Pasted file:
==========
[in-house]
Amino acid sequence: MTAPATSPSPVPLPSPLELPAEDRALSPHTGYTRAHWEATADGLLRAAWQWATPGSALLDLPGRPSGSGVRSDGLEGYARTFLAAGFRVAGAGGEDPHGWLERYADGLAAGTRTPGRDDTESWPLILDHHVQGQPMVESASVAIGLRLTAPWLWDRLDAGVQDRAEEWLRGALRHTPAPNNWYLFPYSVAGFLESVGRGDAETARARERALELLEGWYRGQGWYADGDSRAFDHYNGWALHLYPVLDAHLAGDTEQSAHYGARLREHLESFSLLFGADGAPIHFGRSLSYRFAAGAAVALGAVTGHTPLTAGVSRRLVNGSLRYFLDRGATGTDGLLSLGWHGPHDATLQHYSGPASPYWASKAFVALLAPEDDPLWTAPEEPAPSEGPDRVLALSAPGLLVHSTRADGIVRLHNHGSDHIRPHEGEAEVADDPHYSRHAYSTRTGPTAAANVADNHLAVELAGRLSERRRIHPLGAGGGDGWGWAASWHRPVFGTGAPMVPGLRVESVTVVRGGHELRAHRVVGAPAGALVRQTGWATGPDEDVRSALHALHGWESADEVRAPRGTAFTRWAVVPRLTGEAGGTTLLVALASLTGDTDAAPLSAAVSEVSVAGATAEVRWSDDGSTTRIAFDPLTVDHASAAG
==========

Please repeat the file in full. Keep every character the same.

[in-house]
Amino acid sequence: MTAPATSPSPVPLPSPLELPAEDRALSPHTGYTRAHWEATADGLLRAAWQWATPGSALLDLPGRPSGSGVRSDGLEGYARTFLAAGFRVAGAGGEDPHGWLERYADGLAAGTRTPGRDDTESWPLILDHHVQGQPMVESASVAIGLRLTAPWLWDRLDAGVQDRAEEWLRGALRHTPAPNNWYLFPYSVAGFLESVGRGDAETARARERALELLEGWYRGQGWYADGDSRAFDHYNGWALHLYPVLDAHLAGDTEQSAHYGARLREHLESFSLLFGADGAPIHFGRSLSYRFAAGAAVALGAVTGHTPLTAGVSRRLVNGSLRYFLDRGATGTDGLLSLGWHGPHDATLQHYSGPASPYWASKAFVALLAPEDDPLWTAPEEPAPSEGPDRVLALSAPGLLVHSTRADGIVRLHNHGSDHIRPHEGEAEVADDPHYSRHAYSTRTGPTAAANVADNHLAVELAGRLSERRRIHPLGAGGGDGWGWAASWHRPVFGTGAPMVPGLRVESVTVVRGGHELRAHRVVGAPAGALVRQTGWATGPDEDVRSALHALHGWESADEVRAPRGTAFTRWAVVPRLTGEAGGTTLLVALASLTGDTDAAPLSAAVSEVSVAGATAEVRWSDDGSTTRIAFDPLTVDHASAAG